Exclusive – Dictionary Corner – Publishing Terms Translated

Have you ever spoken to someone in publishing or browsed the submission portion of an agency’s website and wondered what on earth we’re all talking about?

Well, wonder no more. Here in Dictionary Corner we will strive to shed some light on the technical jargon and industry lingos that often confuse new writers.

Exclusive – this is a very important word for us and one you really want to hear from agents.

The word applies in exactly the same context as it does in a romantic relationship. If we ask to see more of your work exclusively it means that we like what we’ve seen so far and we want to see more but that we don’t want anyone else to be seeing any.

If you offer your work on exclusive with an agent you are promising that no one else in the industry will be reading or considering any part of your concept at the same time as that agent.

Also, if you are submitting to us and nobody else please do slip this word into your covering letter. We like to hear it too!

Are there any terms we use that befuddle you? Please do let us know by leaving a comment or emailing assistant@darleyanderson.com and we’ll respond with our own personal definition just for you.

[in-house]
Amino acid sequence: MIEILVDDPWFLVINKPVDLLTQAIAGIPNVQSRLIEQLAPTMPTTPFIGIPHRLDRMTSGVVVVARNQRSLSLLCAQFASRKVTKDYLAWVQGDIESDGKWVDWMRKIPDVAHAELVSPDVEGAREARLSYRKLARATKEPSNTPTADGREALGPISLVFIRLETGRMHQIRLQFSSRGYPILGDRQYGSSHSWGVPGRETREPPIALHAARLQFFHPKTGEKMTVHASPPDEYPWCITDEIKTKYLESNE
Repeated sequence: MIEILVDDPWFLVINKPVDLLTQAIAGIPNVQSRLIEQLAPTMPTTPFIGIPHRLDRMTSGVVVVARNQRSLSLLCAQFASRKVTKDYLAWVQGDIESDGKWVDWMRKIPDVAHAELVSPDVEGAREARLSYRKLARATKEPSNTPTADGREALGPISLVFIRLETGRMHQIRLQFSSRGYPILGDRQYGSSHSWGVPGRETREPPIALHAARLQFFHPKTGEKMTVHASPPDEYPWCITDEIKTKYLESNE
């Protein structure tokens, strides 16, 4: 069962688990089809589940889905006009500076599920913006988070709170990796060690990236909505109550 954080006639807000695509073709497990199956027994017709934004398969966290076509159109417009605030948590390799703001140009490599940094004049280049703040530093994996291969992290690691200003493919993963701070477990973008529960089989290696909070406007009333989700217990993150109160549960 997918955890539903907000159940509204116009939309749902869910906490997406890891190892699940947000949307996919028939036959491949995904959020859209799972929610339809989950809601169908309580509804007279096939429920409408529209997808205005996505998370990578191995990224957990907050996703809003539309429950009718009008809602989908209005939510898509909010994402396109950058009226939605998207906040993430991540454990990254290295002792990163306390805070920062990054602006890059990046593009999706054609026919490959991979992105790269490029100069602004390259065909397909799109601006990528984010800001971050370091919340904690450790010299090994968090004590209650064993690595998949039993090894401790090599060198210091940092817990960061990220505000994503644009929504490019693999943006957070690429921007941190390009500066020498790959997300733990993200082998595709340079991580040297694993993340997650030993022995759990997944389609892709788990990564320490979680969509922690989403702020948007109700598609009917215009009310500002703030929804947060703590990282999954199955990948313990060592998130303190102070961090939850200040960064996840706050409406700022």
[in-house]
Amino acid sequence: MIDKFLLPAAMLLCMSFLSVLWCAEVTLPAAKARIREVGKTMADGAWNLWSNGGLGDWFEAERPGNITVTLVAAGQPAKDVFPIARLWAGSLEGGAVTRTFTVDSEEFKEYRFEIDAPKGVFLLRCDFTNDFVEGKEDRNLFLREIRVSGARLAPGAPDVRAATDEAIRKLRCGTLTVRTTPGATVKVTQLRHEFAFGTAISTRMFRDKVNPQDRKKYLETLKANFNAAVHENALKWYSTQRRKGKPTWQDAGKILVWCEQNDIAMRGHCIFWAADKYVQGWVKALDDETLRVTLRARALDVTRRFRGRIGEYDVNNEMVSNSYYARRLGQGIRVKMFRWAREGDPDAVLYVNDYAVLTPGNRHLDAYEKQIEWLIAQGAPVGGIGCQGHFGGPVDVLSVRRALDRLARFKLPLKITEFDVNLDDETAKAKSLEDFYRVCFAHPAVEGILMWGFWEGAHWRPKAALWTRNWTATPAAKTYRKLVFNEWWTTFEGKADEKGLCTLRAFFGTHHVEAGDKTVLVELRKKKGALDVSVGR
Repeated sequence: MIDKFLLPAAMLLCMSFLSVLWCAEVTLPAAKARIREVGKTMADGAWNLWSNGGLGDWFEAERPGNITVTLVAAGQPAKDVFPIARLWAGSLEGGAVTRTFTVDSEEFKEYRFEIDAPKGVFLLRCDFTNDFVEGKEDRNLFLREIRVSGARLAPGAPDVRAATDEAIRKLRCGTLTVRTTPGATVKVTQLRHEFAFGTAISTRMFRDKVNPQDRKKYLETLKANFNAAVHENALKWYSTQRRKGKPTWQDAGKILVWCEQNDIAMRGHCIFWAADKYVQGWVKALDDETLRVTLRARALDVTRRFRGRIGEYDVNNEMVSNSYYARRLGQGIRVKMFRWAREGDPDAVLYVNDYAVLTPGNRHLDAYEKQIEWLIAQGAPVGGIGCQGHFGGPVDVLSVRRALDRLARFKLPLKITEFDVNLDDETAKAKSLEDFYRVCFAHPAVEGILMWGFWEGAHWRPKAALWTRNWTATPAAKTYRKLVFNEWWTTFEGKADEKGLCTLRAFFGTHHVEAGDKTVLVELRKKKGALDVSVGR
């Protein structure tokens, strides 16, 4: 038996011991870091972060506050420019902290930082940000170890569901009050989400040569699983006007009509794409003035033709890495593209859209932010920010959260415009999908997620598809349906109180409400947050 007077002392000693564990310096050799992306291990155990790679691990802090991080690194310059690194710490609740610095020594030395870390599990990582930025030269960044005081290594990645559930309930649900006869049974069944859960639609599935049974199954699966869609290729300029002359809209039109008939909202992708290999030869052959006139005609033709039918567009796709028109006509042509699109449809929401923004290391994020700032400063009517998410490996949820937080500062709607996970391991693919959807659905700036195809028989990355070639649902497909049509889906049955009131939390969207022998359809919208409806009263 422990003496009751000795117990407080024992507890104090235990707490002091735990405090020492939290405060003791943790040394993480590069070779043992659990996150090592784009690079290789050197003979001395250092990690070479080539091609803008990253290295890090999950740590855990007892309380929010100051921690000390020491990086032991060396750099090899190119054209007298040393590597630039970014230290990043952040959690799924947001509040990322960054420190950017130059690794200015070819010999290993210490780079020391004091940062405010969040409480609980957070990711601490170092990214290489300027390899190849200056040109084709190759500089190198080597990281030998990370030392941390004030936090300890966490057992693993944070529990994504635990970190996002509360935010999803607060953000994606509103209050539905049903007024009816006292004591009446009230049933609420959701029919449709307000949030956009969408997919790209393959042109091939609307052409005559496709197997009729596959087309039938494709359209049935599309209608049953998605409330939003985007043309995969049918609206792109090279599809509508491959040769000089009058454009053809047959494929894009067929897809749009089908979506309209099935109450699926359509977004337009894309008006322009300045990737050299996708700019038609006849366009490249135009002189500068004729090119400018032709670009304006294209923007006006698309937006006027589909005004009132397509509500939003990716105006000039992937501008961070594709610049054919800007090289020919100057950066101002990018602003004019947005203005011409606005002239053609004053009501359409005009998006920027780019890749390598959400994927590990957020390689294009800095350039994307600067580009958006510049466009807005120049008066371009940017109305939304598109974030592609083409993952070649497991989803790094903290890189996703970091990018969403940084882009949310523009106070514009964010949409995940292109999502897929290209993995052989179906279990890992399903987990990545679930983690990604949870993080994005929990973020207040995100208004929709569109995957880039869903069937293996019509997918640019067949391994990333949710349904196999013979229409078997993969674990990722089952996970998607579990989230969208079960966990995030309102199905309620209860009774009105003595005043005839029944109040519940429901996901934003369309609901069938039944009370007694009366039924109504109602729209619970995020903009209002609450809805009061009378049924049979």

By Vicki Le Feuvre

3 Comments Add yours

  1. Gabrielle says:

    Hi there, great blog. I have a question on this subject.
    Being asked to submit a manuscript exclusively is really great, but there a particular length of time an exclusive is expected to last? I imagine agencies can be very busy and may take time to reply, but most authors would also want to keep momentum on their manuscript.

  2. Good question, Gabrielle.
    Everyone at the DAA understands how important timing can be to new authors so we will always get back in touch as quickly as we possibly can. If you were to send us a general submission we would make sure to respond within six weeks of recieving it.
    If after that we ask to see more of your work on exclusive we will start reading right away and be back in touch with you as soon as we have finished reading and had a chance to discuss it. This should not take longer than two weeks.

    1. Dean Owen says:

      Hi Vicki, love the blog. Very insightful.
      Back in 2009 the delightful Camilla Wray got back to me within two weeks of my submitting to the DAA. She requested the next twenty chapters exclusively, a no brainer for me (after I’d come back down off cloud nine). Alas, it didn’t work out, but Camilla did provide a 1,000 word + critique packed with priceless tips. My one regret is not marking the twenty chapter submission envelope with the word “Requested”. Not sure how many writers are aware of doing this to expedite the process when their material has in fact been requested by an agent.

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